Tracking things to avoid mental downtime

Do you know that feeling when there’s just nothing to do at work? That exact moment when you drift off into your thoughts and browse your favorite website? I vaguely remember it. It was a familiar feeling at previous jobs. I don’t experience it a lot anymore. I don’t think that changed only because my current job is busier than those I had before. I think I actively learned to avoid it.

What happened is that I became better at tracking things. It’s not so much that I have more work to do. In the past I just forgot the things that needed to be done. That’s an unfortunate situation to be in. I was bored at work because I thought there was nothing to do. But there were things to do. I just forgot. First I was bored and then I was angry about forgetting. Great times.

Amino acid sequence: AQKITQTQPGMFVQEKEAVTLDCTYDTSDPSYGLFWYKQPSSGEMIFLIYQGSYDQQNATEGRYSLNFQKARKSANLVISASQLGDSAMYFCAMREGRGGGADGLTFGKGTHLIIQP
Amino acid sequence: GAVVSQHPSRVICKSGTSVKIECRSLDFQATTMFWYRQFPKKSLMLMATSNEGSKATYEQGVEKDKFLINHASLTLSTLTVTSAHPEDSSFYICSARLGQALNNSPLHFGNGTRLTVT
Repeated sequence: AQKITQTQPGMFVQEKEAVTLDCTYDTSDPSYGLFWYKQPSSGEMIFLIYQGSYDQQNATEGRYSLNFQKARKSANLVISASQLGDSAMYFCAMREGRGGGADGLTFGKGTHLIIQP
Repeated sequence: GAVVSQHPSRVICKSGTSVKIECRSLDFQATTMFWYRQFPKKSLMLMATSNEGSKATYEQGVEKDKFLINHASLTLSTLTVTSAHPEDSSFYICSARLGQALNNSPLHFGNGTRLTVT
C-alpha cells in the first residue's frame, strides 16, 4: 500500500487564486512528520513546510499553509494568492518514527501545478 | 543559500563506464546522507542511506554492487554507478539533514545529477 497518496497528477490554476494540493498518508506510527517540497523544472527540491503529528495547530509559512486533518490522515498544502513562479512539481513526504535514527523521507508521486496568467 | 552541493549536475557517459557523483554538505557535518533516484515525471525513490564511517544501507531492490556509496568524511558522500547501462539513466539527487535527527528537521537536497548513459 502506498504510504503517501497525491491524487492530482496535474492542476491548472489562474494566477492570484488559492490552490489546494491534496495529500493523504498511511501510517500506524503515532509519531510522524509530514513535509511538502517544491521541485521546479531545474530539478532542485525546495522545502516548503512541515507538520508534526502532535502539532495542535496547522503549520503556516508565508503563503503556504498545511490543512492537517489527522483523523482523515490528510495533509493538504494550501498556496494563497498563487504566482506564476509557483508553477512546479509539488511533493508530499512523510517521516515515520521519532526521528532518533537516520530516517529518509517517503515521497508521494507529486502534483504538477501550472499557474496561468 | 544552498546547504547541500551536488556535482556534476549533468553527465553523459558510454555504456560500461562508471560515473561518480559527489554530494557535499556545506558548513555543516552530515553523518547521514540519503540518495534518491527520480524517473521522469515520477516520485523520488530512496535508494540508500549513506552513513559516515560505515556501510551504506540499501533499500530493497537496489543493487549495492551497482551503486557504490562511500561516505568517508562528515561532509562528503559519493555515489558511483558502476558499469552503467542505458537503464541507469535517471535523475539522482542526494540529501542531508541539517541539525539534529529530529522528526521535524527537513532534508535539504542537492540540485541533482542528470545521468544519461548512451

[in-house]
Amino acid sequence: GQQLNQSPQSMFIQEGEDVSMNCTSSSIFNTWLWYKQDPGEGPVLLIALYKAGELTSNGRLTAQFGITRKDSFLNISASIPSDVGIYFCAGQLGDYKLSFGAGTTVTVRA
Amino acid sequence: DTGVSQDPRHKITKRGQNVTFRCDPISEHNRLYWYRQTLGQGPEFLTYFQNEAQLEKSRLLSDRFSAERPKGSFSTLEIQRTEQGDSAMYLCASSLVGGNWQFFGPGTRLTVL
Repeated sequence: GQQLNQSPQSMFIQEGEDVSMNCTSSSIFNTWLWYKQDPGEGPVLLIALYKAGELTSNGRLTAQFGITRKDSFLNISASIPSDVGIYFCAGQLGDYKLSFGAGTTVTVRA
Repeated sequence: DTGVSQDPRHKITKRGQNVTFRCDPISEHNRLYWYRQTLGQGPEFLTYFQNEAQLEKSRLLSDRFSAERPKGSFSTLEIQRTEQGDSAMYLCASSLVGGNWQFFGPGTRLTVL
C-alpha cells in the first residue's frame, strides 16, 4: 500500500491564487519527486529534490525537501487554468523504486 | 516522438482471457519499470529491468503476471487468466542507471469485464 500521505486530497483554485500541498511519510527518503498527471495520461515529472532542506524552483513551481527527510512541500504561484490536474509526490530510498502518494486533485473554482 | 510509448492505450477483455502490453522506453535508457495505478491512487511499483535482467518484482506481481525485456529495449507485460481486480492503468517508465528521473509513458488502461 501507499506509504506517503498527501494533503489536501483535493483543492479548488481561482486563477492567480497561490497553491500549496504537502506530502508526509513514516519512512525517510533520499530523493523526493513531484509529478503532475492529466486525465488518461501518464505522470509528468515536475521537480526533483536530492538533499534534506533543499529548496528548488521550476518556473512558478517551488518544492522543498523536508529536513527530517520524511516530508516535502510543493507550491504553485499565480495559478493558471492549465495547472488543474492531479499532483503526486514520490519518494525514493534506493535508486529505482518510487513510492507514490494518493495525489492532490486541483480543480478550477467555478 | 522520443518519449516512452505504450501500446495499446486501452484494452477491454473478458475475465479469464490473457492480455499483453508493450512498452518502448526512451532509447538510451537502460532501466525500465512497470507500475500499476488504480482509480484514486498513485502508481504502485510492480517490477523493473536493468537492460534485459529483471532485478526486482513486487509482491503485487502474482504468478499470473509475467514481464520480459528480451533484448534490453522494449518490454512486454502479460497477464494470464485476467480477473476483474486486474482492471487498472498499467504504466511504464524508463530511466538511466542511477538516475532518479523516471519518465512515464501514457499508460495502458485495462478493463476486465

I am still not a good tracker of things. At least I have a to-do list now. It’s my customized inbox. I am in the sweet spot to get through most of it on an average workday. Inbox Zero doesn’t happen a lot. Maybe once or twice a quarter. Inbox Three happens nearly every day. The bug tracker still piles up requests but those don’t count.

Inbox Near-Zero is a mental boost. The small size removes the sense of overwhelming that huge inboxes have. It empowers because it makes the goal visible and seemingly in reach. Even better, when I am done with one task, I know what to work on next. I have completely eliminated the need to mentally recall things that needed doing. Those were the moments when I drifted off to my favorite websites. I opened them and suddenly half an hour had passed. Mental downtime accumulates without you noticing.

Tracking things to avoid mental downtime

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